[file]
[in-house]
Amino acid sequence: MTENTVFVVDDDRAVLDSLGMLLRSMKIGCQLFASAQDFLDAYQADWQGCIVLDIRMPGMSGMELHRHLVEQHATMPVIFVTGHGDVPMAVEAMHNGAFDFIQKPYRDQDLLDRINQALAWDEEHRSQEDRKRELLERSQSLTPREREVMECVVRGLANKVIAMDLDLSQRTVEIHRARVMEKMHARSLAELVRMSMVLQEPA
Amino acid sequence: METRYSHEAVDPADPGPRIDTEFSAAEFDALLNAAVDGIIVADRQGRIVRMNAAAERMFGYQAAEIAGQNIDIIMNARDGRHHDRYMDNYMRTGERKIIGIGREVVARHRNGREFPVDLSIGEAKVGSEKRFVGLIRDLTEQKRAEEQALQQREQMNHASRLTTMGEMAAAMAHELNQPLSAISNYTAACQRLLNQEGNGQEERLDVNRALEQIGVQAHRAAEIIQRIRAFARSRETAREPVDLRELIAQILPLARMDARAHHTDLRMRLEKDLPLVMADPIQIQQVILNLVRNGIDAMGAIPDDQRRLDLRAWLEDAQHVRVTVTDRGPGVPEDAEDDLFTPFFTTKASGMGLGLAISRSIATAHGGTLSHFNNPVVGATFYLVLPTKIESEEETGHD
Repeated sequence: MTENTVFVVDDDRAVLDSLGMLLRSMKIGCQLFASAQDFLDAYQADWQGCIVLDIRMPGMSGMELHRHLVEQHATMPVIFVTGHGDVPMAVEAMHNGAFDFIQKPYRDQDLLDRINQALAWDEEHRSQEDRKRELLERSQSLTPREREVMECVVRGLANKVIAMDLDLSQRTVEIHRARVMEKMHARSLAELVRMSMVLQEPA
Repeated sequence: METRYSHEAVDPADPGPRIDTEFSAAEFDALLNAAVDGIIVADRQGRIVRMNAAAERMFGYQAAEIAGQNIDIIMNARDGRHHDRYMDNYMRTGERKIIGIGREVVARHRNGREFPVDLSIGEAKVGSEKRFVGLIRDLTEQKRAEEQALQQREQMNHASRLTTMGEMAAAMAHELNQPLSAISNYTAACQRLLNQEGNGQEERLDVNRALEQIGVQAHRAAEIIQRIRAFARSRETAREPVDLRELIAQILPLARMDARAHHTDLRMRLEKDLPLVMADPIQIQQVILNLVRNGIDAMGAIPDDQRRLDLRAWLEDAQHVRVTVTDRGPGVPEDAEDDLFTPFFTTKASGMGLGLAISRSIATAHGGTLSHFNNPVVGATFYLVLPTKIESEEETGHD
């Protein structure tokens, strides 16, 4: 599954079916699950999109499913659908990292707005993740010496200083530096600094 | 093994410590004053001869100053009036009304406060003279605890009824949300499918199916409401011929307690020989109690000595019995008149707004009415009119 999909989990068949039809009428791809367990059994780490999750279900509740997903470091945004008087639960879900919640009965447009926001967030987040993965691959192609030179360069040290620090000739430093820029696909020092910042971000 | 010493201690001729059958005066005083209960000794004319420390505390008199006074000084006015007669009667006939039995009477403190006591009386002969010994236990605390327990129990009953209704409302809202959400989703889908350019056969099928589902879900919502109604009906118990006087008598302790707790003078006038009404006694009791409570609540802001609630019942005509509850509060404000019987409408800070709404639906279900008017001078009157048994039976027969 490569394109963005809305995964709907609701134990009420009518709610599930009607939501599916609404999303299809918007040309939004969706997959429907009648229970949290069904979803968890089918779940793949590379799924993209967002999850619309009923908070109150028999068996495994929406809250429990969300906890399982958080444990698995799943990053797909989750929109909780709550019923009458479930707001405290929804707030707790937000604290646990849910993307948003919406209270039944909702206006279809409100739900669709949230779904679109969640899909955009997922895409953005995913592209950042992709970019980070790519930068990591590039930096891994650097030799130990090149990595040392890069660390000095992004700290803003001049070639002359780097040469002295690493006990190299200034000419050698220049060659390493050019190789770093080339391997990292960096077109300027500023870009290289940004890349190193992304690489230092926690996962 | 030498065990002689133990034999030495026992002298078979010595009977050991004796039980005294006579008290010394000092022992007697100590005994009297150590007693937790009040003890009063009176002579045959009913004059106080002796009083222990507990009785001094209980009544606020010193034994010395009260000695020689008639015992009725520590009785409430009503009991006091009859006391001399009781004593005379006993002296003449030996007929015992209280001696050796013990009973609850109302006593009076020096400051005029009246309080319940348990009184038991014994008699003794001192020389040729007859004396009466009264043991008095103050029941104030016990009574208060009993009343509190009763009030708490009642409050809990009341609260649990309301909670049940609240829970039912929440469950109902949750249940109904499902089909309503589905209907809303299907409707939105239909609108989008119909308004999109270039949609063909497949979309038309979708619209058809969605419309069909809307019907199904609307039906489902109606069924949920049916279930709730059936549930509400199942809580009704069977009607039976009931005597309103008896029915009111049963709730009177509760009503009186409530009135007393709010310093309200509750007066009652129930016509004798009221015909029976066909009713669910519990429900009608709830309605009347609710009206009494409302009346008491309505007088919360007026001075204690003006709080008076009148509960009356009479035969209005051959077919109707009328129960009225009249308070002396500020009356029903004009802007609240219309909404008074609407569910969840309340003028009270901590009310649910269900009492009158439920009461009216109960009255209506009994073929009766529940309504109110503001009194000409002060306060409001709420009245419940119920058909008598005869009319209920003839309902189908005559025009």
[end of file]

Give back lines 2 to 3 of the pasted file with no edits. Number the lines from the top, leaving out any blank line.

Amino acid sequence: MTENTVFVVDDDRAVLDSLGMLLRSMKIGCQLFASAQDFLDAYQADWQGCIVLDIRMPGMSGMELHRHLVEQHATMPVIFVTGHGDVPMAVEAMHNGAFDFIQKPYRDQDLLDRINQALAWDEEHRSQEDRKRELLERSQSLTPREREVMECVVRGLANKVIAMDLDLSQRTVEIHRARVMEKMHARSLAELVRMSMVLQEPA
Amino acid sequence: METRYSHEAVDPADPGPRIDTEFSAAEFDALLNAAVDGIIVADRQGRIVRMNAAAERMFGYQAAEIAGQNIDIIMNARDGRHHDRYMDNYMRTGERKIIGIGREVVARHRNGREFPVDLSIGEAKVGSEKRFVGLIRDLTEQKRAEEQALQQREQMNHASRLTTMGEMAAAMAHELNQPLSAISNYTAACQRLLNQEGNGQEERLDVNRALEQIGVQAHRAAEIIQRIRAFARSRETAREPVDLRELIAQILPLARMDARAHHTDLRMRLEKDLPLVMADPIQIQQVILNLVRNGIDAMGAIPDDQRRLDLRAWLEDAQHVRVTVTDRGPGVPEDAEDDLFTPFFTTKASGMGLGLAISRSIATAHGGTLSHFNNPVVGATFYLVLPTKIESEEETGHD